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A Letter to My Younger Self: 5 Things I... I’ve heard from so many unloved daughters that they wish they’d understood the dynamics of their relationships to their mothers years ago, and that they regret the wasted time. I … ...
Memory Recall Is Tripled By An Easy ‘Self-Imagination’ Technique, Study Finds For both healthy people and those with memory problems, the technique improved recall dramatically. ** PsyBlog's new ebook is out now: "Spark: 17 Steps That Will Boost Your Motivation For Anything" **
Are Scores on the MBTI Totally Meaningless? The Myers-Briggs Type Indicator is not without its faults, but the criticisms leveled at this inventory by many of my colleagues are off-base.
Wrong Personality For The Job Have you ever been interviewed for a job and rejected on account of you personality? Here is the story of a personality psychologist whose phone interview did not go well.
Tracing the scent of fear A new study has identified nerve cells and a region of the brain behind this innate fear response. With a new technique that uses specially-engineered viruses to uncover the nerve pathway involved, a research team has pinpointed a tiny area of the mouse brain responsible for this scent-induced reaction.
The Most Severe Personality Disorder Weakens Empathic Brain Activity Why people with the most severe personality disorder find it difficult to have romantic relationships and friendships. ** PsyBlog's new ebook is out now: "Spark: 17 Steps That Will Boost Your Motivation For Anything" **
It’s the Talent, Stupid Most of us want to pay less taxes, see our investments create huge returns in the very near future, and only live with people who appreciate our work.
The Myth of Negative Emotions Emotions that provide us with unpleasant feelings have traditionally (and unfairly) been labelled “negative emotions.” People tend to want to avoid them, force them away, or silence them as soon as they emerge. They are the Rodney Dangerfield of emotions: they get no respect. The … ...
Financial Privilege and the Publication of Science With a steep increase in “open-access” scholarly publishing, comes a non-egalitarian trend - only scholars from wealthy institutions can "afford" to publish in the best journals.
Recognizing Aspergers or NLD No two people with Asperger’s Syndrome (AS) or NLD are alike. People with AS and NLD are usually enjoyable bright people who bring unique insights and hard work to any task … ...
Beyond Alzheimer's: Study reveals how mix of brain ailments drives dementia An analysis based on long-term studies of nuns and Japanese American men provides compelling new evidence that dementia often results from a mix of brain pathologies, rather than a single condition.
Today I Love This Slow Spring Start Today I love this slow spring start, I hear it’s cool in Florida, and I know it is still chilly here. I love the dusting of snow and the promise … ...
Studying human brain using 3D printing technology At two percent of our body weight, and made up of 100 billion nerve cells, the brain is a hugely complex organ. Scientists can study the brain using animal models, but in recent years much work has gone in to seeking alternatives. A team of researchers has come up with a way of printing brain structures in 3D so they can grow nerve cells to mimic a real brain.
Stem cells used to identify cellular processes related to glaucoma Using stem cells derived from human skin cells, researches have successfully demonstrated the ability to turn stem cells into retinal ganglion cells, the neurons that conduct visual information from the eye to the brain. Their goal is the development of therapies to prevent or cure glaucoma.
Everything You Need to Know About Flow Imagine being totally absorbed in an activity you enjoy. Time melts away. You lose your sense of self-consciousness. You’re in the zone. Mihály Csíkszentmihályi popularized the idea of “flow,” the state of mind you enter when you’re engaged in something rewarding and completely engaging. Some of the characteristics of flow...
Living in Harmony With Time Our lives always take place in the present - and we should always feel a sense of their brevity and fragility, and try to live as fully as possible.
Is Baroness Bakewell Wrong About Anorexia’s Link to Narcissism?... Joan Bakewell, an eminent member of the House of Lords, is apologizing for comments she made linking anorexia to narcissism. The BBC News and other media sites report that she is now “deeply sorry” for causing “distress” by suggesting the rise of eating disorders among … ...
5 Ways to Bounce Back from Sticking Your Foot... I didn’t earn the nickname “Tourette’s” for my great small talk skills. If there is a way to accidentally offend someone, I will find it. Here are some of my favorites: My daughter Katherine is named after my grandmother and my great-grandmother, two very strong … ...
ADHD, I Got This I do. I have ADHD. It isn’t something you catch, so don’t worry, I’m not contagious. On the other hand, if you already have it but are oblivious, close proximity … ...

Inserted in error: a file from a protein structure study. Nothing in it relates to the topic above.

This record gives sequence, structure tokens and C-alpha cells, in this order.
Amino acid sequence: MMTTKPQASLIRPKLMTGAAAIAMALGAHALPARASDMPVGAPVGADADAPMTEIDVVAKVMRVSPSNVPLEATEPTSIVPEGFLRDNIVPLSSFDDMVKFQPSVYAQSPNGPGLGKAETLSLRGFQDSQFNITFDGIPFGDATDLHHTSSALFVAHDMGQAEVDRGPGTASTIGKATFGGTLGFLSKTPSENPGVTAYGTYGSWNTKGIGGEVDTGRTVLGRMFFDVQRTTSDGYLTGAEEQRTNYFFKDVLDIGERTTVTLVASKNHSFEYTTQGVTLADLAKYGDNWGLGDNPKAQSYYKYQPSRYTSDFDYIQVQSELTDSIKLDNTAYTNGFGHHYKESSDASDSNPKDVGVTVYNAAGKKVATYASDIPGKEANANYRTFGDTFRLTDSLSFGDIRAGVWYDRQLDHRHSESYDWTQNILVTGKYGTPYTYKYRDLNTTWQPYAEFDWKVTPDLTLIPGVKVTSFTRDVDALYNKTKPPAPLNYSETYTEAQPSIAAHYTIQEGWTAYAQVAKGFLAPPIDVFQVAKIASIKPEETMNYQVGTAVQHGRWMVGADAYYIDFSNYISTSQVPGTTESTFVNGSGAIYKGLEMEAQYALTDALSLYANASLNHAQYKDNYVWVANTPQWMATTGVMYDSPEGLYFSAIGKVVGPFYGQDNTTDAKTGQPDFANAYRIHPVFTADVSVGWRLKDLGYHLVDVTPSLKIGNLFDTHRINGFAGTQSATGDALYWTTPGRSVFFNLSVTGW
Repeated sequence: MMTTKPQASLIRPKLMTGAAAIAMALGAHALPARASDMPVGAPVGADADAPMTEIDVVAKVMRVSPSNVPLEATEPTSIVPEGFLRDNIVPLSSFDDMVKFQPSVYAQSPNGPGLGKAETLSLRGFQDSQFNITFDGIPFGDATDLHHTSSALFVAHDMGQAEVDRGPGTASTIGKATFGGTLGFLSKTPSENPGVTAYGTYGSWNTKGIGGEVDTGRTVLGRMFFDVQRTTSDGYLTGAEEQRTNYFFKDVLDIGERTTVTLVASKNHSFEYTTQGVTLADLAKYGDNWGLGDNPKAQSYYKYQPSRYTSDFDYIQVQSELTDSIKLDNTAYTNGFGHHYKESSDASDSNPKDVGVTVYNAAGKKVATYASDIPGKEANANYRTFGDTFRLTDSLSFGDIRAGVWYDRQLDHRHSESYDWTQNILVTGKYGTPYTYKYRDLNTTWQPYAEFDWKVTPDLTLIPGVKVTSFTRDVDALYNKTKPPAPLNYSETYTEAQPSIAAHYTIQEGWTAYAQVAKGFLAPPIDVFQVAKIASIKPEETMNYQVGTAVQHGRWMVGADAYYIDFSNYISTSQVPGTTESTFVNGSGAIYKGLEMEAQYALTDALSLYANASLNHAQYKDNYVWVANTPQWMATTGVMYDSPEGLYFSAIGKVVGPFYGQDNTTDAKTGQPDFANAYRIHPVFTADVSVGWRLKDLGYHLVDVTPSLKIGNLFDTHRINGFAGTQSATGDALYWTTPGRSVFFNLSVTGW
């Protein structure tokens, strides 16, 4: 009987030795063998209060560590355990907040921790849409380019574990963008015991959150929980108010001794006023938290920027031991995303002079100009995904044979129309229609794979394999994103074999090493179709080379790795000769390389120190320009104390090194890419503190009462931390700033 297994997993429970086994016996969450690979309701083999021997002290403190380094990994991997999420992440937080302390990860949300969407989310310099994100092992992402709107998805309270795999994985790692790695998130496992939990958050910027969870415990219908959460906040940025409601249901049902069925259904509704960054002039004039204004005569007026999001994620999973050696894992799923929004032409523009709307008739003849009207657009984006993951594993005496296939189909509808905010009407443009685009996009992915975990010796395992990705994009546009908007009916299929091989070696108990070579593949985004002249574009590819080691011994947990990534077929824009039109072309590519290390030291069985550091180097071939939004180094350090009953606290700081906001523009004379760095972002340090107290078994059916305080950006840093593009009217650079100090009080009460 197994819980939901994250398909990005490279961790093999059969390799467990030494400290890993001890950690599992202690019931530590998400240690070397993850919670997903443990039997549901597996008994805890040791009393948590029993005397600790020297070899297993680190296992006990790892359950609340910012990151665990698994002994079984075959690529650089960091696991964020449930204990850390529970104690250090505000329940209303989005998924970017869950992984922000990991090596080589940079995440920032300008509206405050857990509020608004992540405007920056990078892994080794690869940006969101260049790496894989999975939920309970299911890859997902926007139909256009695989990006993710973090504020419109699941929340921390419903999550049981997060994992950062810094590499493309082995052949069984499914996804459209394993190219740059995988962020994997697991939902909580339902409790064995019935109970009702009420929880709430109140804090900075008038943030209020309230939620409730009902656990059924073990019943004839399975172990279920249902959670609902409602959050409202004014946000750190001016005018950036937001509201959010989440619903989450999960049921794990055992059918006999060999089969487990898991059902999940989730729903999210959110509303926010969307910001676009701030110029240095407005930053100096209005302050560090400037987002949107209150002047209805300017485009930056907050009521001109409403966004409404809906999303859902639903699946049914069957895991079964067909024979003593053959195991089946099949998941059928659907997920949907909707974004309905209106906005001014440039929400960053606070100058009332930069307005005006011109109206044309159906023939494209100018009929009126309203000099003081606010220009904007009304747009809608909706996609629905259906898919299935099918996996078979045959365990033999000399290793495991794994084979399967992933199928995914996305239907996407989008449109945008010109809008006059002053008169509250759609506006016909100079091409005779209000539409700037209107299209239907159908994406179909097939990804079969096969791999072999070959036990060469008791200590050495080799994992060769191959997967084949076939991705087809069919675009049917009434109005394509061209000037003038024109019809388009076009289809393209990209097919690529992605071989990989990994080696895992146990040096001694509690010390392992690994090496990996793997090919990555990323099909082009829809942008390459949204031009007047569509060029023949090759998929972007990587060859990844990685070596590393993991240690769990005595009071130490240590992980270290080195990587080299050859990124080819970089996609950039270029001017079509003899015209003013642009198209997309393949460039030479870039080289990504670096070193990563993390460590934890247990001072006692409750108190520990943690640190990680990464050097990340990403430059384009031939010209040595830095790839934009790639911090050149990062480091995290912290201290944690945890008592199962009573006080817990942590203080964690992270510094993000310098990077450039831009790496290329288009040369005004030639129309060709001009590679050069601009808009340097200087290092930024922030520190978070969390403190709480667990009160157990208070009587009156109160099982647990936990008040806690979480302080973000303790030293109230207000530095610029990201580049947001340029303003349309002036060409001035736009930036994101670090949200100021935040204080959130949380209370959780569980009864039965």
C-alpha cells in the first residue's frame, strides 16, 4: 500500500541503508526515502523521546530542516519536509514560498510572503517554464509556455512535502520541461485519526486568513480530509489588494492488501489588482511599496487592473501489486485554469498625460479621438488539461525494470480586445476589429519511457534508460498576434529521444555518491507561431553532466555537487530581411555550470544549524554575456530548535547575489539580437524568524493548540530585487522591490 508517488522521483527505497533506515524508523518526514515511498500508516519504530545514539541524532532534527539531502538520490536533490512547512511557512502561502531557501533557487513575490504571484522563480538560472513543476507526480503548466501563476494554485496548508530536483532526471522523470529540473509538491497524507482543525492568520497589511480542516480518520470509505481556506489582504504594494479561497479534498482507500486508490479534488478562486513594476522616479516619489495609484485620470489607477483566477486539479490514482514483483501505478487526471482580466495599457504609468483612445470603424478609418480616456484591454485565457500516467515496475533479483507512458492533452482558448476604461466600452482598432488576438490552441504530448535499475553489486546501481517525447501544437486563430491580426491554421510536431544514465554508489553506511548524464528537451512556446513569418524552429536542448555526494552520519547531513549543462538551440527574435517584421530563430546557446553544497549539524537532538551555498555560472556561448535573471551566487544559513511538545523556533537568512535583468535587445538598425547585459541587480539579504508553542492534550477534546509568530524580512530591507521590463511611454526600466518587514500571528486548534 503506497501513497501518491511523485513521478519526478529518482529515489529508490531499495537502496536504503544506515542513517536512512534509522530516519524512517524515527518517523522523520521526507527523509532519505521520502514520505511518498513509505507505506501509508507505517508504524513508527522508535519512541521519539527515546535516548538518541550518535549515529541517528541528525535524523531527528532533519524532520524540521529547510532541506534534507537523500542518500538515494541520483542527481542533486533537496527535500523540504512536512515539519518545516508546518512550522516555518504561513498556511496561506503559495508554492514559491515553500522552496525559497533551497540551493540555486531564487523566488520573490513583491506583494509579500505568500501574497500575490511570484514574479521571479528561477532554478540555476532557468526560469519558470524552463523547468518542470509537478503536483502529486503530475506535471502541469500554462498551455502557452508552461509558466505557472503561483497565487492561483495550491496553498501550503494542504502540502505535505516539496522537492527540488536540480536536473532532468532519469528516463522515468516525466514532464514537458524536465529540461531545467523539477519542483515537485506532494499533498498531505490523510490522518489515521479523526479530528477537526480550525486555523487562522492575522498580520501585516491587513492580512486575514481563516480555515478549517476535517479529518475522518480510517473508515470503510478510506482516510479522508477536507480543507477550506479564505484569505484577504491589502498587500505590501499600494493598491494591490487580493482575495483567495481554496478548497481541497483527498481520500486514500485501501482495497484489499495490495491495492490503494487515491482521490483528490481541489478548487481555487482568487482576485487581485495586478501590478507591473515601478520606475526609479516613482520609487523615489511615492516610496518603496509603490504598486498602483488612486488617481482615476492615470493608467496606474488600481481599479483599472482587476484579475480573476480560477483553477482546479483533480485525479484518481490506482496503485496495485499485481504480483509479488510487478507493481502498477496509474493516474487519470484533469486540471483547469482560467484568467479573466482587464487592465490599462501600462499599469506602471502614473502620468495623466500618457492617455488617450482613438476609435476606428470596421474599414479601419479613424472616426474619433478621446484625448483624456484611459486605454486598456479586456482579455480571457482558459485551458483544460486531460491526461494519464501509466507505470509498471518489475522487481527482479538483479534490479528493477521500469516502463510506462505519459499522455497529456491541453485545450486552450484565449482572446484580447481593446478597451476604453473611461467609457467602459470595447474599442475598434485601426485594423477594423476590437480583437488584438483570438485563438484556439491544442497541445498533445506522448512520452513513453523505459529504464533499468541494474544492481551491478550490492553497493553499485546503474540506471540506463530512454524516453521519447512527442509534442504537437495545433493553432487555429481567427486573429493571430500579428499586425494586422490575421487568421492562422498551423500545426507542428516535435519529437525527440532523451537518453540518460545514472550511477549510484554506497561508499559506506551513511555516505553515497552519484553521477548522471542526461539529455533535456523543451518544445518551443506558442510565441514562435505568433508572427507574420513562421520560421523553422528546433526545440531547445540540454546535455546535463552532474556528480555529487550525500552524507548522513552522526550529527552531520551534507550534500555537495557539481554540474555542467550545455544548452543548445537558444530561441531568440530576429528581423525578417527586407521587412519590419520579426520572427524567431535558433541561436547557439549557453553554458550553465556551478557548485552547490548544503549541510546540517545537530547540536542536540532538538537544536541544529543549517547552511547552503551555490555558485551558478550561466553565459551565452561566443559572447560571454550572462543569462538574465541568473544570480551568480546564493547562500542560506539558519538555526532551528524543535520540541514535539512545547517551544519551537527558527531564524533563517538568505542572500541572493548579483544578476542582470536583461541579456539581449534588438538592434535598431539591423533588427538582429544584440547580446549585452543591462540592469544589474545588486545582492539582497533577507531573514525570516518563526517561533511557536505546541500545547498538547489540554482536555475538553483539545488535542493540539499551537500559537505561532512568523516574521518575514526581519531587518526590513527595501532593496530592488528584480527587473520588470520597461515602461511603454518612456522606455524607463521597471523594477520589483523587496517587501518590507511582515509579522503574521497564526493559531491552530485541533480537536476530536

The Four Keys to Well-Being This article is derived from a talk given by Richard Davidson, neuroscientist and founder at the Center for Healthy Minds at the University of Wisconsin-Madison, at the Greater Good Science Center’s Mindfulness & Well-Being at Work conference. Well-being is a skill. All of the work that my colleagues and I have been doing leads inevitably to this central conclusion. Well-being is fundamentally no different than learning to play the cello. If one practices the skills of well-being, one will get better at it. Based on our research, well-being has four constituents that have each received serious scientific attention. Each of these four is rooted in neural circuits, and each of these neural circuits exhibits plasticity—so we know that if we exercise these circuits, they will strengthen. Practicing these four skills can provide the substrate for enduring change, which can help to promote higher levels of well-being in our lives. 1. Resilience To paraphrase the bumper sticker, stuff happens. We cannot buffer ourselves from that stuff, but we can change the way we respond to it. Resilience is the rapidity with which we recover from adversity; some people recover slowly and other people recover more quickly. We know that individuals who show a more rapid recovery in certain key neural circuits have higher levels of well-being. They are protected in many ways from the adverse consequences of life’s slings and arrows. Recent research that we’ve conducted in our lab at the University of Wisconsin-Madison—very new work that’s not yet published—asked whether these specific brain circuits can be altered by regular practice in simple mindfulness meditation. The answer is yes—but you need several thousand hours of practice before you see real change. Unlike the other constituents of well-being, it takes a while to improve your resilience. It’s not something that is going to happen quickly—but this insight can still motivate and inspire us to keep meditating. 2. Outlook The second key to well-being—outlook—is in many ways the flip-side of the first one. I use outlook to refer to the ability to see the positive in others, the ability to savor positive experiences, the ability to see another human being as a human being who has innate basic goodness. Even individuals who suffer from depression show activation in the brain circuit underlying outlook, but in them, it doesn’t last—it’s very transient. Here, unlike with resilience, research indicates that simple practices of lovingkindness and compassion meditation may alter this circuitry quite quickly, after a very, very modest dose of practice. We published a study in 2013 where individuals who had never meditated before were randomly assigned to one of two groups. One group received a secular form of compassion training and the other received cognitive reappraisal training, an emotion-regulation strategy that comes from cognitive therapy. We scanned people’s brains before and after two weeks of training, and we found that in the compassion group, brain circuits that are important for this positive outlook were strengthened. After just seven hours—30 minutes of practice a day for two weeks—we not only saw changes in the brain, but these changes also predicted kind and helpful behavior. 3. Attention The third building-block of well-being may surprise you. It’s attention. To paraphrase the title of a very important paper that was published several years ago by a group of social psychologists at Harvard, “A wandering mind is an unhappy mind.” In this particular study, researchers used smartphones to query people as they were out and about in the real world, essentially asking three questions: What are you doing right now? Where is your mind right now? Is it focused on what you’re doing, or is it focused elsewhere? How happy or unhappy are you right now? Across a large group of adults in America, researchers found that people spend an average of 47 percent of their waking life not paying attention to what they’re doing. Forty-seven percent of the time! Can you envision a world where that number goes down a little, by even 5 percent? Imagine what impact that might have on productivity, on showing up, on being present with another person and deeply listening. This quality of attention is so fundamentally important that William James, in his very famous two-volume tome The Principles of Psychology, has a whole chapter on attention. He said that the ability to voluntarily bring back a wandering attention over and over again is the very root of judgment, character, and will. And he went on to say that an education that sharpens attention would be education par excellence. But, he continues, it is easier to define this ideal than to give practical directions for bringing it about. Today, we have practical steps for educating attention. And I think if James had had more contact with contemplative practices, he would have instantaneously seen these as vehicles for educating attention. 4. Generosity There are now a plethora of data showing that when individuals engage in generous and altruistic behavior, they actually activate circuits in the brain that are key to fostering well-being. These circuits get activated in a way that is more enduring than the way we respond to other positive incentives, such as winning a game or earning a prize. Human beings come into the world with innate, basic goodness. When we engage in practices that are designed to cultivate kindness and compassion, we’re not actually creating something de novo—we’re not actually creating something that didn’t already exist. What we’re doing is recognizing, strengthening, and nurturing a quality that was there from the outset. Our brains are constantly being shaped wittingly or unwittingly—most of the time unwittingly. Through the intentional shaping of our minds, we can shape our brains in ways that would enable these four fundamental constituents of well-being to be strengthened. In that way, we can take responsibility for our own minds.